Latin/Passive Voice Lesson 2

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Last lesson we introduced the passive voice in the present system of the indicative, that is, present, imperfect, and future tenses. This time we’ll focus on the perfect, pluperfect, and future perfect tenses of the passive indicative, collectively known as the perfect system. We have already learned some deponent verbs, which have active meaning but passive forms; regular verbs are conjugated the same way in the passive. You can find the lesson with deponent verbs in the perfect tenses here.

The 4th principal part of regular verbs is necessary for the perfect system passive. You may also want to check out the Memrise course for the principal parts, linked at the top of the lesson, because frequently there is considerable difference between the first and the fourth, and typically requires some memory work. The 4th principal part is also known as the perfect passive participle (henceforth referred to as “PPP”.)

Datus, a, um, PPP of , as a participle, can act as an adjective that means “having been given/ given.” And it can be declined to match the noun it modifies. We will have another lesson in the future to deal with participles and participial phrases.

For our lesson today in expressing perfect passive, the PPP will agree with the subject of the sentence, whether that subject is expressed or not. So the possible endings are us, a, um/ ī, ae, a = nominative singular (m, f, n); nominative plural (m, f, n). Then, to form the perfect passive, the present tense forms of sum are added. (The pluperfect uses the imperfect forms of sum, and the future perfect uses the future forms, but these are much less frequent).

New Vocabulary[edit]

Latin English Audio (Classical) Notes
frangō, frangere, frēgī, frāctus, 3 break, shatter
vōx, vōcis (f.) voice, cry

New Sentences[edit]

Latin English Notes
Patinam frangō. I break a dish.
Fenestram frēgistī. You have broken the window.
Patinae franguntur. The dishes are being broken.
Fenestra frācta est. The window has been (was) broken. (Either has/have or was is acceptable in English).
Os frāctum erat. The bone had been broken. Note that here we are using the imperfect for the helping verb, making this a pluperfect tense construction that requires “had” in English. However, it’s a little more confusing than that because PPPs can function as adjectives; sometimes you will see this translated with the simple past, and fractum est as “it is broken”. This is because the translator is viewing “fractum” as a predicate adjective. This is not wrong, it’s just like two sides of the coin. But for our purposes, we will stick with the literal translation of the perfect passive tenses while we are learning them.
Liber Paulae datus est. A book has been given (was given) to Paula. We might in English say “Paula has been given a book,” but this might lead to confusion over the subject – which in Latin must be book. If Paula was given away to someone, that would most likely be bad for her.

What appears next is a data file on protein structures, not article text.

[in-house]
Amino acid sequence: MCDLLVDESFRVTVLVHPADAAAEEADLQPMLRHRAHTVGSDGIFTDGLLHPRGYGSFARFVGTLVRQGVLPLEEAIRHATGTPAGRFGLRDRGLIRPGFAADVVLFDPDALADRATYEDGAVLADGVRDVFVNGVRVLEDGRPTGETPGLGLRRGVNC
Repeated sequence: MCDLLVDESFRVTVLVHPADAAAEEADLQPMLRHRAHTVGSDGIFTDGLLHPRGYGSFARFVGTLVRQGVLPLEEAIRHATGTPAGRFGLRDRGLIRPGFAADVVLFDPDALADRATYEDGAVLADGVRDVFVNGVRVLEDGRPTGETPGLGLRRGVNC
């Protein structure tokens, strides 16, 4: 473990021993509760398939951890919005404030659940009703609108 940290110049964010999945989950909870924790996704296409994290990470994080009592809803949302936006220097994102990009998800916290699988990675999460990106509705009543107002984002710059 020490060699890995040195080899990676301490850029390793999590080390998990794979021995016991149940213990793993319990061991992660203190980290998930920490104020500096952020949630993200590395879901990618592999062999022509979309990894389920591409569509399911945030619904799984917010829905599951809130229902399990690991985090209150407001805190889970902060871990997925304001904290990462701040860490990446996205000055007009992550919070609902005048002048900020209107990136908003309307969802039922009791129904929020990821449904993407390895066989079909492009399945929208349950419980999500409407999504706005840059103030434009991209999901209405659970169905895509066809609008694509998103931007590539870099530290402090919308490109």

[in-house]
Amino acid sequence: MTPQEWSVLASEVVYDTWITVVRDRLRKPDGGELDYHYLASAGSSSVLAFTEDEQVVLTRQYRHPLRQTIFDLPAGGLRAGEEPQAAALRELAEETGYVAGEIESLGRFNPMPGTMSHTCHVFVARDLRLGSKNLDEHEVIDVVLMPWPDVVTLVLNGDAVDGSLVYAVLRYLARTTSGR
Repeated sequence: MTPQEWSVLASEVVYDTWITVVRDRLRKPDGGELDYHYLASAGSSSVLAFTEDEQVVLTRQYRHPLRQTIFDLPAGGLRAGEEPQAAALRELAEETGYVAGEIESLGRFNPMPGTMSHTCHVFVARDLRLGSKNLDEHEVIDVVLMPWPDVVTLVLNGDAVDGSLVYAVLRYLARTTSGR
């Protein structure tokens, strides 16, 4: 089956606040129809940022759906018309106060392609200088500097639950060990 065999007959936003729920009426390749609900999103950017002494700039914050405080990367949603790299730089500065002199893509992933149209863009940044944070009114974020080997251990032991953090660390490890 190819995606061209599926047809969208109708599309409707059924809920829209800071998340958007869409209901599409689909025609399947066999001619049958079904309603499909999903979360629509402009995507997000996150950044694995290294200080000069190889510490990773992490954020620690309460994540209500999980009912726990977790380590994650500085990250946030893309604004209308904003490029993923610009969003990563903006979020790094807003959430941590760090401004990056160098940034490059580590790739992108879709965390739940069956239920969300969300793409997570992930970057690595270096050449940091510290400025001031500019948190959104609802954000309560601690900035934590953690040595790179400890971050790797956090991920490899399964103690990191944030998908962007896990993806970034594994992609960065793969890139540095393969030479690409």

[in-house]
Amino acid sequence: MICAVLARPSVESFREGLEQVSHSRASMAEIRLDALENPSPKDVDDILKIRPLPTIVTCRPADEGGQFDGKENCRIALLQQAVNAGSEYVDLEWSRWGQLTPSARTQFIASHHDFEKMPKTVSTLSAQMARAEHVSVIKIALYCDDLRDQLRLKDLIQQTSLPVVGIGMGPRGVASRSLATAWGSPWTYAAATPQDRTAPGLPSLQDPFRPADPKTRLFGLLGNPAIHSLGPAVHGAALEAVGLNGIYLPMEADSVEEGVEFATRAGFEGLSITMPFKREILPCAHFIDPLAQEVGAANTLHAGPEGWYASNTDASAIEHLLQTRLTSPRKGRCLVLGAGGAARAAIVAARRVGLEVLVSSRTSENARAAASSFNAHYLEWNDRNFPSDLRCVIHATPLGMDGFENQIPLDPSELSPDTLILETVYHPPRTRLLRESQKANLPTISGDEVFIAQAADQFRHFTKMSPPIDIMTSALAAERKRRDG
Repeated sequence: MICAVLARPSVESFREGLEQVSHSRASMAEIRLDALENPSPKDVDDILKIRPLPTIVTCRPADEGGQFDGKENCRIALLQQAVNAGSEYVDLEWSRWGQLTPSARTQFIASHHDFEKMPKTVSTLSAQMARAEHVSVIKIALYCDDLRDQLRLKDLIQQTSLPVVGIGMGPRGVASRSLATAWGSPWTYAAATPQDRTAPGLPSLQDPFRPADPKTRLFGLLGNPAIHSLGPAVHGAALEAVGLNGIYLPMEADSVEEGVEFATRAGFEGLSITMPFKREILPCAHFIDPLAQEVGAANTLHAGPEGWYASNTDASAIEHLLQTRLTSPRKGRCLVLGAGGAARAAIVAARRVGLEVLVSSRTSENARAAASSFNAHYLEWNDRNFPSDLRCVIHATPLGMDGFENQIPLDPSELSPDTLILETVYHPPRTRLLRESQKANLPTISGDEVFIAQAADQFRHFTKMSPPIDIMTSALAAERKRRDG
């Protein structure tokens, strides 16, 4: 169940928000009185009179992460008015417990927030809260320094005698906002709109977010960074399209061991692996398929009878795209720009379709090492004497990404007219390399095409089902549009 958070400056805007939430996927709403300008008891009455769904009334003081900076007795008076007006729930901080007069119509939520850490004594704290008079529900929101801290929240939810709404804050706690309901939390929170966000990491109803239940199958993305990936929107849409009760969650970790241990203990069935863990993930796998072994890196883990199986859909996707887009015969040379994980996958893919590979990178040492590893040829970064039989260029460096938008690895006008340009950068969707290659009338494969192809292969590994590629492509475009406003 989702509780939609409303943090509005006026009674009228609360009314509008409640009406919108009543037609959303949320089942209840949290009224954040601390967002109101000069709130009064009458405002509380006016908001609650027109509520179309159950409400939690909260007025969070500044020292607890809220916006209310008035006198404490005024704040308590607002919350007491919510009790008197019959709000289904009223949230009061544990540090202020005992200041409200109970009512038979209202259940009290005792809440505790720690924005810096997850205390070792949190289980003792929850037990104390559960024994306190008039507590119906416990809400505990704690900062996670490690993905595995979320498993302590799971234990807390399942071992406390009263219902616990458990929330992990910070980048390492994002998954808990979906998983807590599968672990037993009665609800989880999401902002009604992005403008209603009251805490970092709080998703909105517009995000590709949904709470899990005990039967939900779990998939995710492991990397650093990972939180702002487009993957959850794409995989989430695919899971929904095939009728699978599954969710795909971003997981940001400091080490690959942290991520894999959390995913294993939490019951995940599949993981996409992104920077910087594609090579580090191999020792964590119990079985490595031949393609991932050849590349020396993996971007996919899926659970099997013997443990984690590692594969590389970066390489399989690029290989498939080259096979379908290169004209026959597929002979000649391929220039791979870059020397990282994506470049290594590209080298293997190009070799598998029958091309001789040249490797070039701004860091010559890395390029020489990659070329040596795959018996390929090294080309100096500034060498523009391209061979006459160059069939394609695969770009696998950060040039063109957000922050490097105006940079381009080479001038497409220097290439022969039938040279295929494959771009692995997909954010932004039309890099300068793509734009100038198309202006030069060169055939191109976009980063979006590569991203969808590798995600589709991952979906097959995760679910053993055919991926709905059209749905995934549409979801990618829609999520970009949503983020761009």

Librī līberīs datī sunt. Books were given to the children.
Mālum mātrī datum est. An apple has been given to Mom.
Lūcia a Gāiō vīsa est. Lucia was seen by Gaius. a Gaiō is the ablative of agent; that is, Gaius is the living being who does the seeing.
Ab hostibus vīsī sumus. We have been seen by the enemy/enemies.
Canēs laetī vīsī sunt. The dogs seemed happy. “were seen as”, here a linking verb
Mārcus gladiō occīsus est. Marcus was killed with a sword. gladio is the ablative of means; the sword is the non-living means/instrument of killing.
Pīlae a puerīs jactae sunt. The balls were thrown by the boys.
Pānis cultrō sectus est. The bread was cut with a knife.
Vestimenta lavāta sunt. The clothes were washed.
Cibus coctus est. The food has been cooked.
Ā magistrīs missī sumus. We have been sent by the teachers.
Vīctus/a sum. I was beaten/conquered.  
Audītus/a es. You have been heard.
Vōx tua audīta est. Your voice has been heard.
Vōcēs tuae audītae erunt. Your voices will have been heard. Note here the use of the future tense of sum as helping verb, putting this in the future perfect tense.
Discipulī retentī sunt. The students were kept back.
Dīmissī estis. You have been dismissed/released.
Multa verba scripta sunt. Many words have been written.
Dictum est. It has been said.
Ālea jacta est. The die has been cast. Julius Caesar reportedly uttered these words after crossing the Rubicon river, thus putting himself in the irrevocable position of attempting to overthrow the Roman Republic.

Practice[edit]

Practice and learn the words and phrases in this lesson
Step one First learn the words using this lesson:
Step two Next try learning and writing the sentencing using this:
Note that the Memrise stage covers the content for all lessons in each stage.
If you are skipping previous stages you may need to manually "ignore" the words in previous levels (use the 'select all' function)

As always, we appreciate the Latin learners who have gathered in this course and hope these lessons are helpful to you. We welcome your questions or comments on the discuss page. Valē et bonam fortūnam!